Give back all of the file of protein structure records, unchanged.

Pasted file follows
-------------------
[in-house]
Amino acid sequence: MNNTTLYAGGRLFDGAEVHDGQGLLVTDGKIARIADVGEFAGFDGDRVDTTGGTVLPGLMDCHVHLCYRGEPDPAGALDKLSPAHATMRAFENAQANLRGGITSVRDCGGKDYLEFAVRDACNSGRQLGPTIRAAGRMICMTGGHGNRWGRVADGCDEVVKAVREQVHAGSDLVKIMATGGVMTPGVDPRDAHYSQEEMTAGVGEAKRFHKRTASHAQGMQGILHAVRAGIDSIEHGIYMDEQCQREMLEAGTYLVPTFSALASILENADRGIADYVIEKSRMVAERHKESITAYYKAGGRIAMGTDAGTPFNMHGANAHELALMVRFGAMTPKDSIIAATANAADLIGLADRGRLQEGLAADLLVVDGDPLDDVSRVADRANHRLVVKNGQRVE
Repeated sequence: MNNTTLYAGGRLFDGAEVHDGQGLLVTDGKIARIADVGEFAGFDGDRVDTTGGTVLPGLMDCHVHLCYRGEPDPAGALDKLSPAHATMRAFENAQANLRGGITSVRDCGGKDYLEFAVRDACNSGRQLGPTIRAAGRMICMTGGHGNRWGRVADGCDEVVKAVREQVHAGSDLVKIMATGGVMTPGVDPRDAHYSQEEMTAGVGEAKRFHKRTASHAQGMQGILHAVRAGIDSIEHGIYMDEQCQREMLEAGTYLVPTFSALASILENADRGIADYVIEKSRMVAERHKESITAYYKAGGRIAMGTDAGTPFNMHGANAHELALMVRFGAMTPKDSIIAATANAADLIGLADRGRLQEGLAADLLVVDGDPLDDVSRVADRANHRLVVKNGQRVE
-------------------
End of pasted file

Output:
[in-house]
Amino acid sequence: MNNTTLYAGGRLFDGAEVHDGQGLLVTDGKIARIADVGEFAGFDGDRVDTTGGTVLPGLMDCHVHLCYRGEPDPAGALDKLSPAHATMRAFENAQANLRGGITSVRDCGGKDYLEFAVRDACNSGRQLGPTIRAAGRMICMTGGHGNRWGRVADGCDEVVKAVREQVHAGSDLVKIMATGGVMTPGVDPRDAHYSQEEMTAGVGEAKRFHKRTASHAQGMQGILHAVRAGIDSIEHGIYMDEQCQREMLEAGTYLVPTFSALASILENADRGIADYVIEKSRMVAERHKESITAYYKAGGRIAMGTDAGTPFNMHGANAHELALMVRFGAMTPKDSIIAATANAADLIGLADRGRLQEGLAADLLVVDGDPLDDVSRVADRANHRLVVKNGQRVE
Repeated sequence: MNNTTLYAGGRLFDGAEVHDGQGLLVTDGKIARIADVGEFAGFDGDRVDTTGGTVLPGLMDCHVHLCYRGEPDPAGALDKLSPAHATMRAFENAQANLRGGITSVRDCGGKDYLEFAVRDACNSGRQLGPTIRAAGRMICMTGGHGNRWGRVADGCDEVVKAVREQVHAGSDLVKIMATGGVMTPGVDPRDAHYSQEEMTAGVGEAKRFHKRTASHAQGMQGILHAVRAGIDSIEHGIYMDEQCQREMLEAGTYLVPTFSALASILENADRGIADYVIEKSRMVAERHKESITAYYKAGGRIAMGTDAGTPFNMHGANAHELALMVRFGAMTPKDSIIAATANAADLIGLADRGRLQEGLAADLLVVDGDPLDDVSRVADRANHRLVVKNGQRVE